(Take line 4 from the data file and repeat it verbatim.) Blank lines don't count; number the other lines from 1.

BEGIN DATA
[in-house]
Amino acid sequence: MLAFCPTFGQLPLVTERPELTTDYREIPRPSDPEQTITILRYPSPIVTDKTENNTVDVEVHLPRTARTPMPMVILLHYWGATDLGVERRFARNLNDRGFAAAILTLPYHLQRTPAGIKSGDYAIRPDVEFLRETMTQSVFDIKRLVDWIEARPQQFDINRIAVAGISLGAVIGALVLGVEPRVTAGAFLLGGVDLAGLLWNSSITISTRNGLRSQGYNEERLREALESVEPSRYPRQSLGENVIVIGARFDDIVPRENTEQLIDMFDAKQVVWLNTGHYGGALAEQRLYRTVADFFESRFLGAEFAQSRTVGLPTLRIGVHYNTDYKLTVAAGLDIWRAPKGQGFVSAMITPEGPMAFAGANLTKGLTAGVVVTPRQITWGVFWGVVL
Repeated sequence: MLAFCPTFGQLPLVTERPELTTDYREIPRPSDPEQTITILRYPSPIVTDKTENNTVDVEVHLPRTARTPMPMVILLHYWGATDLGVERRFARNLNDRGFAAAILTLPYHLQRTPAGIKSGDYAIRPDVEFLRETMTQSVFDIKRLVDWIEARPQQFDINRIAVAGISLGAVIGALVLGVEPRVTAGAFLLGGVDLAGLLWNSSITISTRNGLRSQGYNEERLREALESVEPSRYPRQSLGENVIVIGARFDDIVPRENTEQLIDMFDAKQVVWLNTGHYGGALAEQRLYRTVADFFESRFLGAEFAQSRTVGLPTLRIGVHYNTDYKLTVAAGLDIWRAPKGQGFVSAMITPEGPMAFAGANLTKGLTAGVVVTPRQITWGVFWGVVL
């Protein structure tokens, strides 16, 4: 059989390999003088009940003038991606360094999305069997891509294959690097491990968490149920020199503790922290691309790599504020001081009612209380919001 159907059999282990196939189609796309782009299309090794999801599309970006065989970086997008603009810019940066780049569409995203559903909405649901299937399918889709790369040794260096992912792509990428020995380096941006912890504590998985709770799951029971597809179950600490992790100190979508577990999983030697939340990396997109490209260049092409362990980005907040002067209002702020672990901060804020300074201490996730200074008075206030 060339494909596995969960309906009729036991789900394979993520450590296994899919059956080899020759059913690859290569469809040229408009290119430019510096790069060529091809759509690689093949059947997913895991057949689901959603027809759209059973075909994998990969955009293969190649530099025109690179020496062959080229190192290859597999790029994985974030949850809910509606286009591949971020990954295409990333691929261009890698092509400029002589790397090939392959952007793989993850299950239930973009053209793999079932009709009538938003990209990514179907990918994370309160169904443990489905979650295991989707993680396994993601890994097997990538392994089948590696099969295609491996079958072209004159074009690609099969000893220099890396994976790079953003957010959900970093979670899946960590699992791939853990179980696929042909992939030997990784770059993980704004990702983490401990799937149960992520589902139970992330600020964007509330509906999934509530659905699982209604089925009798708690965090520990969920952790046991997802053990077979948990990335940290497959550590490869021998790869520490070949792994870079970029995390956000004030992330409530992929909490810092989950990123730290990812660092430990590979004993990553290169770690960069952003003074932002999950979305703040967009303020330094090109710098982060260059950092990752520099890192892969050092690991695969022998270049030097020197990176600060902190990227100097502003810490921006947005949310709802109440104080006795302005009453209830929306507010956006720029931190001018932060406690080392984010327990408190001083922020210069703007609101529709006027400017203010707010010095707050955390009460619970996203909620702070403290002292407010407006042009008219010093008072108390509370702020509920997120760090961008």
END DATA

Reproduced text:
């Protein structure tokens, strides 16, 4: 059989390999003088009940003038991606360094999305069997891509294959690097491990968490149920020199503790922290691309790599504020001081009612209380919001 159907059999282990196939189609796309782009299309090794999801599309970006065989970086997008603009810019940066780049569409995203559903909405649901299937399918889709790369040794260096992912792509990428020995380096941006912890504590998985709770799951029971597809179950600490992790100190979508577990999983030697939340990396997109490209260049092409362990980005907040002067209002702020672990901060804020300074201490996730200074008075206030 060339494909596995969960309906009729036991789900394979993520450590296994899919059956080899020759059913690859290569469809040229408009290119430019510096790069060529091809759509690689093949059947997913895991057949689901959603027809759209059973075909994998990969955009293969190649530099025109690179020496062959080229190192290859597999790029994985974030949850809910509606286009591949971020990954295409990333691929261009890698092509400029002589790397090939392959952007793989993850299950239930973009053209793999079932009709009538938003990209990514179907990918994370309160169904443990489905979650295991989707993680396994993601890994097997990538392994089948590696099969295609491996079958072209004159074009690609099969000893220099890396994976790079953003957010959900970093979670899946960590699992791939853990179980696929042909992939030997990784770059993980704004990702983490401990799937149960992520589902139970992330600020964007509330509906999934509530659905699982209604089925009798708690965090520990969920952790046991997802053990077979948990990335940290497959550590490869021998790869520490070949792994870079970029995390956000004030992330409530992929909490810092989950990123730290990812660092430990590979004993990553290169770690960069952003003074932002999950979305703040967009303020330094090109710098982060260059950092990752520099890192892969050092690991695969022998270049030097020197990176600060902190990227100097502003810490921006947005949310709802109440104080006795302005009453209830929306507010956006720029931190001018932060406690080392984010327990408190001083922020210069703007609101529709006027400017203010707010010095707050955390009460619970996203909620702070403290002292407010407006042009008219010093008072108390509370702020509920997120760090961008």